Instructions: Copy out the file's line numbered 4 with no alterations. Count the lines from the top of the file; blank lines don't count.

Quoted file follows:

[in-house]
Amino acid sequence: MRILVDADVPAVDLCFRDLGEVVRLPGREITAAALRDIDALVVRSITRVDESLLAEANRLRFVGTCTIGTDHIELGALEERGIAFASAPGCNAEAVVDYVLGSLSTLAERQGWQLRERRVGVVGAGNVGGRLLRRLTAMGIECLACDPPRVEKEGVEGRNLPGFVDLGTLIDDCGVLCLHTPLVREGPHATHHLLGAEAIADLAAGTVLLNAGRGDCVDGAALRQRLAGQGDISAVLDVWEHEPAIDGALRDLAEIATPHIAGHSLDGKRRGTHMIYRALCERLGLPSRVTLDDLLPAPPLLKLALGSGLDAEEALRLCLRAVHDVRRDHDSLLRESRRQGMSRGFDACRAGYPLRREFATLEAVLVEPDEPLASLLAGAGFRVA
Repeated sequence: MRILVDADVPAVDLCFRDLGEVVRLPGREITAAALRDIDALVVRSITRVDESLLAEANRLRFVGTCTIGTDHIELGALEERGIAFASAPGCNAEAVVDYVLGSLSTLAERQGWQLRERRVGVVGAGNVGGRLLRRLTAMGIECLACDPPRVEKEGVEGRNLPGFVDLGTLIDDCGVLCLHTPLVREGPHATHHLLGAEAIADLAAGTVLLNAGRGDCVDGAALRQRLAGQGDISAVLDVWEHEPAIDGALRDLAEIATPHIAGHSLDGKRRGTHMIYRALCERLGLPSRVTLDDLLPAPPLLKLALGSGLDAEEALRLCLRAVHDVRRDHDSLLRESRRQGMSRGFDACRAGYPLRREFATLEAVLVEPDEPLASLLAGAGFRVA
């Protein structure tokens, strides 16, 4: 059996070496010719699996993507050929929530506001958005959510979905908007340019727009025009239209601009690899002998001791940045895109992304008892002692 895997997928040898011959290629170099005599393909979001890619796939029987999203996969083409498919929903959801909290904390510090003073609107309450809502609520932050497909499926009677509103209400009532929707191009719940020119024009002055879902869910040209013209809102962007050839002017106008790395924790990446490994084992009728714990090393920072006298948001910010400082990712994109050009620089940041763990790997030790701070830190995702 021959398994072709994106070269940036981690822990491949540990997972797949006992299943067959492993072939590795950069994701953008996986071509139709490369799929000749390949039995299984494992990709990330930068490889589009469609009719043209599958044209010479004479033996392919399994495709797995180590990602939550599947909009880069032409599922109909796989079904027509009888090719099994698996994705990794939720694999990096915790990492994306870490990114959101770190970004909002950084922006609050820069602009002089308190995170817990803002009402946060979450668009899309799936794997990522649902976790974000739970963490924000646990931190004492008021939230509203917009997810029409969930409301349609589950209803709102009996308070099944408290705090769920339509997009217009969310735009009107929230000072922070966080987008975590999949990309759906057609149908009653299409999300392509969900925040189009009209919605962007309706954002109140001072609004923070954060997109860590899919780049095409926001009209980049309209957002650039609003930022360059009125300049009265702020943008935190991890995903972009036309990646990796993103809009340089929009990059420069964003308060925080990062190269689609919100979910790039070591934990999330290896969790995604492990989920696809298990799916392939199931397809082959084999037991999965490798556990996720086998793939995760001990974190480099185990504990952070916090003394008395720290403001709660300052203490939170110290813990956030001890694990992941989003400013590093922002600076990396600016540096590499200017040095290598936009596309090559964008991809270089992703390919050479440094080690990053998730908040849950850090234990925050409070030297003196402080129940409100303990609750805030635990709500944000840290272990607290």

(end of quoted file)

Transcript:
């Protein structure tokens, strides 16, 4: 059996070496010719699996993507050929929530506001958005959510979905908007340019727009025009239209601009690899002998001791940045895109992304008892002692 895997997928040898011959290629170099005599393909979001890619796939029987999203996969083409498919929903959801909290904390510090003073609107309450809502609520932050497909499926009677509103209400009532929707191009719940020119024009002055879902869910040209013209809102962007050839002017106008790395924790990446490994084992009728714990090393920072006298948001910010400082990712994109050009620089940041763990790997030790701070830190995702 021959398994072709994106070269940036981690822990491949540990997972797949006992299943067959492993072939590795950069994701953008996986071509139709490369799929000749390949039995299984494992990709990330930068490889589009469609009719043209599958044209010479004479033996392919399994495709797995180590990602939550599947909009880069032409599922109909796989079904027509009888090719099994698996994705990794939720694999990096915790990492994306870490990114959101770190970004909002950084922006609050820069602009002089308190995170817990803002009402946060979450668009899309799936794997990522649902976790974000739970963490924000646990931190004492008021939230509203917009997810029409969930409301349609589950209803709102009996308070099944408290705090769920339509997009217009969310735009009107929230000072922070966080987008975590999949990309759906057609149908009653299409999300392509969900925040189009009209919605962007309706954002109140001072609004923070954060997109860590899919780049095409926001009209980049309209957002650039609003930022360059009125300049009265702020943008935190991890995903972009036309990646990796993103809009340089929009990059420069964003308060925080990062190269689609919100979910790039070591934990999330290896969790995604492990989920696809298990799916392939199931397809082959084999037991999965490798556990996720086998793939995760001990974190480099185990504990952070916090003394008395720290403001709660300052203490939170110290813990956030001890694990992941989003400013590093922002600076990396600016540096590499200017040095290598936009596309090559964008991809270089992703390919050479440094080690990053998730908040849950850090234990925050409070030297003196402080129940409100303990609750805030635990709500944000840290272990607290």